Welcome back to this series on the Cisco Configuration Professional. Between this article and the previous one, I have spent over 6 hours troubleshooting why CCP wasn’t discovering my devices (after I formatted my laptop) only to discover it was my Antivirus settings.

In the preceding lab, we configured NTP because of its importance to digital certificates which this lab deals with.

Our network diagram has changed to include the third router:

CertServer

The configuration tasks for Lab #7 are as follows:

  • * Confirm that the clocks on all routers are synchronised from the previous lab on NTP and that they are displaying the same time.
  • * Configure RTR2 as a certificate server with a server certificate valid for 5 years and issued certificates valid for 2 years. The CA Server should automatically grant certification requests.
  • * Enrol RTR1 and RTR3 with RTR2 for digital certificates.

Configuration solutions

Task #1

This task requires us to first confirm that the clocks on all routers are synchronised. This is because digital certificates can be unforgiving: if you have incorrect time settings on your devices, you will probably run into errors trying to get a digital certificate; so better now than later.

We can verify clock settings either from the console or CCP. It will be easier to see the synchronisation via console as I can press Enter fairly quickly rather than wait for CCP to load in turn for each device.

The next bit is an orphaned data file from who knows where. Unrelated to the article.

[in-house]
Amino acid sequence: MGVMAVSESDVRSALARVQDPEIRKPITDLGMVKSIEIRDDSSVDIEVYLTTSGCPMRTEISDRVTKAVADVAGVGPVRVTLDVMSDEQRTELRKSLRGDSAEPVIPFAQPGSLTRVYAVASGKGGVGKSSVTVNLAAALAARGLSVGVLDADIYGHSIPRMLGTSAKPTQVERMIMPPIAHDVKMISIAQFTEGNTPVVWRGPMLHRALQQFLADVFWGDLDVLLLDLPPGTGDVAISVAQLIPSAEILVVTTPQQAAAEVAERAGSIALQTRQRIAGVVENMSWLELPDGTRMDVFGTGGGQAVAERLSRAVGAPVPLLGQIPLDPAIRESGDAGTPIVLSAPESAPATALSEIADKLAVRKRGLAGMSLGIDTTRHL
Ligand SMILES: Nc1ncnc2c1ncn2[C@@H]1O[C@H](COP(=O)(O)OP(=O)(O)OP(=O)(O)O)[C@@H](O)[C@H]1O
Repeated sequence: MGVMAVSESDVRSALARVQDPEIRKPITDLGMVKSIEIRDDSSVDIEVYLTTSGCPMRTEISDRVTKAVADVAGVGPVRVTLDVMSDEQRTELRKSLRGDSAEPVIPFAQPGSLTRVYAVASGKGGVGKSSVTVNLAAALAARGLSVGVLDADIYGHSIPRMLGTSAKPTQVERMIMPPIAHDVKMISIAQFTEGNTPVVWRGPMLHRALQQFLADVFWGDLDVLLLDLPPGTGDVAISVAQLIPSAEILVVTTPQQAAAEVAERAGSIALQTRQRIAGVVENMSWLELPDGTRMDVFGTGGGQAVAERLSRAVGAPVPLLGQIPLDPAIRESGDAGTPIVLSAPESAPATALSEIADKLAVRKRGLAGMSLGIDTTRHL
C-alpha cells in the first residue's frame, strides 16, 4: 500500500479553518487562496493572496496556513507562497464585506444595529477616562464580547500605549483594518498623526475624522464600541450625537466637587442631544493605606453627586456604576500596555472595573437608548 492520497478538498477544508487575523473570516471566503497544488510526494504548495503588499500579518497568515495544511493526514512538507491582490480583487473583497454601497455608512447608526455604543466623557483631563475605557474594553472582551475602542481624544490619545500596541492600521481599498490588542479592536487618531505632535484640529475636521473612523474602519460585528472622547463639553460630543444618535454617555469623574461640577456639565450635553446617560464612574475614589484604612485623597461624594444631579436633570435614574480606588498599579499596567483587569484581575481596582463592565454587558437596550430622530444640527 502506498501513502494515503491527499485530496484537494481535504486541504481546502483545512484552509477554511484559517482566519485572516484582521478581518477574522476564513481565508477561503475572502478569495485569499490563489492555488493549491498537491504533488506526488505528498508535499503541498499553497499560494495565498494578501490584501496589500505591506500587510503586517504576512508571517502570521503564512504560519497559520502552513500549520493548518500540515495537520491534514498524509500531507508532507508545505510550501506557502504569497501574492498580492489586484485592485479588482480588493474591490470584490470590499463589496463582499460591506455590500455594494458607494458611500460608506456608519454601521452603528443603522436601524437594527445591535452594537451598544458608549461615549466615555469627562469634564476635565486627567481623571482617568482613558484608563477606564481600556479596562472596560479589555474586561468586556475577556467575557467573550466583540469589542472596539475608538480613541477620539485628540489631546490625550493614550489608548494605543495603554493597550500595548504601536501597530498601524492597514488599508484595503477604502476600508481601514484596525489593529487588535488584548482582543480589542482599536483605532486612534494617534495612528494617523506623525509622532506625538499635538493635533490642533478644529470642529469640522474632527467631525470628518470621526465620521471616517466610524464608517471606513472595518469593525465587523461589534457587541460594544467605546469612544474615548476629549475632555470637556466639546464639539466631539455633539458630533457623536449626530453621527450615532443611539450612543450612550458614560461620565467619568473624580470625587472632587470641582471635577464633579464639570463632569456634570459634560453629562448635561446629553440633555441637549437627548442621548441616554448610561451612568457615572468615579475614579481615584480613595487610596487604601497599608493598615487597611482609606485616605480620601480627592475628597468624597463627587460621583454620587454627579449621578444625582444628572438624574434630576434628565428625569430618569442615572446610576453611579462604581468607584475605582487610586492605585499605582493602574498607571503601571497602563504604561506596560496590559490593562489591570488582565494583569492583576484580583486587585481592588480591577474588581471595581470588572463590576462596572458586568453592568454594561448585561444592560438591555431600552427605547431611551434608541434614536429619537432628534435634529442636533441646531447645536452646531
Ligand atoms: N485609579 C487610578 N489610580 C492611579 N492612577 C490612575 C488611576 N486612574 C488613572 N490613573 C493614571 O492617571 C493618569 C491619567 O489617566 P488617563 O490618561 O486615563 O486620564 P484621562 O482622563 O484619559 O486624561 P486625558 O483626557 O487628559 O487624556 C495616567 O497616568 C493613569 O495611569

Note: We could have viewed the time through CCP by navigating to Utilities > View > IOS Show Commands and typing show clock.

Do you see the problem? RTR1 and RTR3 have the same time (seconds offset because I couldn’t press Enter on all devices at the same time) but RTR2 has a different time – 1 hour ahead. The issue is due to the time zone setting. Cisco devices by default use the UTC (Coordinated Universal Time) time zone but we can use the clock timezone command to change the time displayed. I will be using West Africa Time (WAT) which is UTC +1 on all my devices. The screenshot below shows the change made for RTR1.

After making the change on all my routers, I should now have the same time displayed.

Keep in mind that this has not affected my NTP synchronization in any way and that RTR1 and RTR3 are still getting their time from RTR2.

Good thing we verified. Now, let’s move on with our tasks.

Task #2

In this task, we are to configure RTR2 as a Certificate Server. There are articles on this resource site that have dealt with the IOS Certificate Server feature. To configure this feature, I will select RTR2 as the community member and navigate to Configure > Security > Public Key Infrastructure > Certificate Authority Server > Overview.

There is a list of recommended features for me to configure but I won’t bother with those because I already have this router acting as the NTP master and I won’t be needing DNS for certificate enrolment; I will just go ahead and click on the Create Certificate Authority (CA) Server button. This brings up the CA Server wizard as shown below.

On the next screen, we can configure the name, granting method and attributes for the CA server.